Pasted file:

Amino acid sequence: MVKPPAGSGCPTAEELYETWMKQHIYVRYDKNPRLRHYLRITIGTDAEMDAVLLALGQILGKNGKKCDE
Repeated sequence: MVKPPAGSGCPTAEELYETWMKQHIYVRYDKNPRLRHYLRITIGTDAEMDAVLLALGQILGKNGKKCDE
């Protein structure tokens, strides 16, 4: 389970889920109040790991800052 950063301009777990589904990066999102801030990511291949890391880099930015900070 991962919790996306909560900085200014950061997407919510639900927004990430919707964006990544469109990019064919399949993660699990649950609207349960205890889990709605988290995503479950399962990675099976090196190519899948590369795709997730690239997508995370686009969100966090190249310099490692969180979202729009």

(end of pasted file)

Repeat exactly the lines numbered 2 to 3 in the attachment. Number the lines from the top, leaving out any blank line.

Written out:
Repeated sequence: MVKPPAGSGCPTAEELYETWMKQHIYVRYDKNPRLRHYLRITIGTDAEMDAVLLALGQILGKNGKKCDE
């Protein structure tokens, strides 16, 4: 389970889920109040790991800052 950063301009777990589904990066999102801030990511291949890391880099930015900070 991962919790996306909560900085200014950061997407919510639900927004990430919707964006990544469109990019064919399949993660699990649950609207349960205890889990709605988290995503479950399962990675099976090196190519899948590369795709997730690239997508995370686009969100966090190249310099490692969180979202729009």